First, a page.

In her time, Maria Edgeworth was a well respected and a popular and published author of some renown. Edgeworth was commonly was considered to be one of the Western world's best female novelists of the 19th century. The Columbia Encyclopedia notes, "Although her works are marred somewhat by didacticism, they are notable for their realism, humor, and freshness of style."
In many ways, Edgeworth's Belinda seems to flaunt the 19th century ideas about the proper behavior of women in society. In the novel, women conduct themselves with great violence and anger in their dealings with not only each other, but perhaps more surprisingly in their many interactions with the novel's male characters. However, even within Edgeworth's seeming refusal to play by societies rules, the women of her novel continue to be constrained in many ways.
Importantly, the arguments between Edgeworth's female characters are often larger-than-life and violent. Lady Delacour "absolutely seized" Belinda's letters in a seeming fit of rage and anger. Belinda, in response, attempts to physically restrain Lady Delacour's successful attempt to grab the letters. Even minor characters are bitter and violent, as the maid, Marriott, angrily seems bent on blackmail.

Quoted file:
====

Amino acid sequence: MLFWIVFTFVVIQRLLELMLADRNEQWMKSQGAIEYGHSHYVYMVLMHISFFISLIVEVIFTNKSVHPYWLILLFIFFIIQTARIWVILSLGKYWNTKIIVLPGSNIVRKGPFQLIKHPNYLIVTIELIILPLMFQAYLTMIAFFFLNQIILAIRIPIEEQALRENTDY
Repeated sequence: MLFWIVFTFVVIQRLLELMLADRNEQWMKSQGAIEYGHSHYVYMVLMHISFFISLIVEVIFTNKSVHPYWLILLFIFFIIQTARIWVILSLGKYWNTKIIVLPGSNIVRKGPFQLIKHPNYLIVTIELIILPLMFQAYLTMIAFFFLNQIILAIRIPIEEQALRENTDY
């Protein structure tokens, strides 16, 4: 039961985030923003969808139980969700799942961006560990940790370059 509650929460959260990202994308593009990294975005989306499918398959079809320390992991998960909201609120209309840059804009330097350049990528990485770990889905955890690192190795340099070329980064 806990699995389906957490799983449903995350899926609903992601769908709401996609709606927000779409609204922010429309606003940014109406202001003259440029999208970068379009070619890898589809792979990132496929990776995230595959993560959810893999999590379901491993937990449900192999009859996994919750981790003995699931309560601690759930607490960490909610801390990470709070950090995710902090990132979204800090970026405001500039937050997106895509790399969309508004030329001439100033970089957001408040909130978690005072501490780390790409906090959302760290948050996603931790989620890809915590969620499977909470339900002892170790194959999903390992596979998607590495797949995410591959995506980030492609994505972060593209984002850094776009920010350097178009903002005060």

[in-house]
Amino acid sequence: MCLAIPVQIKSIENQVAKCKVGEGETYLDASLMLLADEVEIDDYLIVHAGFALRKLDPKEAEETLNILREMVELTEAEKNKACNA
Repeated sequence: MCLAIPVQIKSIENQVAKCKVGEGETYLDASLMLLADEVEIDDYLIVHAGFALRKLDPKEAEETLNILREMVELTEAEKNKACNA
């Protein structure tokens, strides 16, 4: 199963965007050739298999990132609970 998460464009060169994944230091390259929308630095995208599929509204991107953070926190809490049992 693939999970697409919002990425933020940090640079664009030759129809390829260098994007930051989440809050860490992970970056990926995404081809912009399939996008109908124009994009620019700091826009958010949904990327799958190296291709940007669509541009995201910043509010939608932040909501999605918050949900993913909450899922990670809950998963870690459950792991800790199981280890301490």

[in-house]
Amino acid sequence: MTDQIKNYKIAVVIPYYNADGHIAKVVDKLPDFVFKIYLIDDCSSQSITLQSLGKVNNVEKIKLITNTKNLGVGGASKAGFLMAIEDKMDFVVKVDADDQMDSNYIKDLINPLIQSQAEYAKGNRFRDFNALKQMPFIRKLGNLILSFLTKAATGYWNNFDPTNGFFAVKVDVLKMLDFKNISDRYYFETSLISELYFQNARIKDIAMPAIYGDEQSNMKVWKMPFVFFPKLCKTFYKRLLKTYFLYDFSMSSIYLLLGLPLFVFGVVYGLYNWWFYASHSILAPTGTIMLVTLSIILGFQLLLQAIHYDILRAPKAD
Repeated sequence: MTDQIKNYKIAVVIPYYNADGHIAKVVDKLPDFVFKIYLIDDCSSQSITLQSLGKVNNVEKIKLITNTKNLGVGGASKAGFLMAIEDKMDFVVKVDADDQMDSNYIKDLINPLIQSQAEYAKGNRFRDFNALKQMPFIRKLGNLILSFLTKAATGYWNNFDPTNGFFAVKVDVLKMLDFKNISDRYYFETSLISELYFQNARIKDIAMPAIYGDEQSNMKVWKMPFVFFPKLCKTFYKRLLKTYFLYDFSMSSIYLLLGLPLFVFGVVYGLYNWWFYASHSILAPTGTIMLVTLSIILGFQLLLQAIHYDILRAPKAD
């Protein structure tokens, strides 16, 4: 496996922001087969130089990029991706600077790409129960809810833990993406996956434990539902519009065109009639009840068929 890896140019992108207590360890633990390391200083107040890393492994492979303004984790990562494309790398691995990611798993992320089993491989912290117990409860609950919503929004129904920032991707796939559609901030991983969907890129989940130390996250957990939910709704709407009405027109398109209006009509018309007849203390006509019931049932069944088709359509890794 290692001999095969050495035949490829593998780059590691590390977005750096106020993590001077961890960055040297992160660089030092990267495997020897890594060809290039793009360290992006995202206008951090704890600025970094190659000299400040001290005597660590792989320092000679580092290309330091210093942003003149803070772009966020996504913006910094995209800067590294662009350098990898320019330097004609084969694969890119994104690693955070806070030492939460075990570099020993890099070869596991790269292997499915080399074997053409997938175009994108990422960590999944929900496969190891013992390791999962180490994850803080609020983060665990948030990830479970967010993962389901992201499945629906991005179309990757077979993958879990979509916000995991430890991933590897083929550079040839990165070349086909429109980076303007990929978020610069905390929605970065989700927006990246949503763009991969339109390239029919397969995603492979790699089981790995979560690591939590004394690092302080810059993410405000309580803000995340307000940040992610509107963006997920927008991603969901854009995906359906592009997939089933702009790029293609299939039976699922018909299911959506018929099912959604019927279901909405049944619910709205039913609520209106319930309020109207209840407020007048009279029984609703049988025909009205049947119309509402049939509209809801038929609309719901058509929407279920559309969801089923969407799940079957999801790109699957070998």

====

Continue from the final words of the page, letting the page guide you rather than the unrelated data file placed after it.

The ultimate example of this violent female behavior is seen in the famed duel between Lady Delacour and her rival. Not only is the duel an ultimate expression of female violence, but also it is instigated through the clearly malicious intent of Harriet Freke. This malicious intervention clearly showcases the ability of women to manipulate, on a scale equal or greater than that of the men in the novel. Eventually, the women are rolling on the floor and throwing punches at each other.
Arguments between male and female characters are also often violent and jarring. Lady and Lord Delacour speak bitterly and harshly to each other, revealing a true hatred. Lady Delacour notes, " -- "my husband hates me -- no matter -- I despise him. His relations hate me -- no matter -- I despise them (Chapter I). Even though the two later reconcile, the spark of this anger and hatred is memorable.
Even the women's reaction to this violence and strife is complex and understandable, rather than drawn in the purely emotional terms of the day. In speaking of her ability to go through with the duel, the Lady Delacour notes, "many would be cowards if they dared" (Chapter IV). Her description of Lady Delacour's reaction to the appearance of her rivals is also understandable. She notes, " poetic justice, and all other…[continue]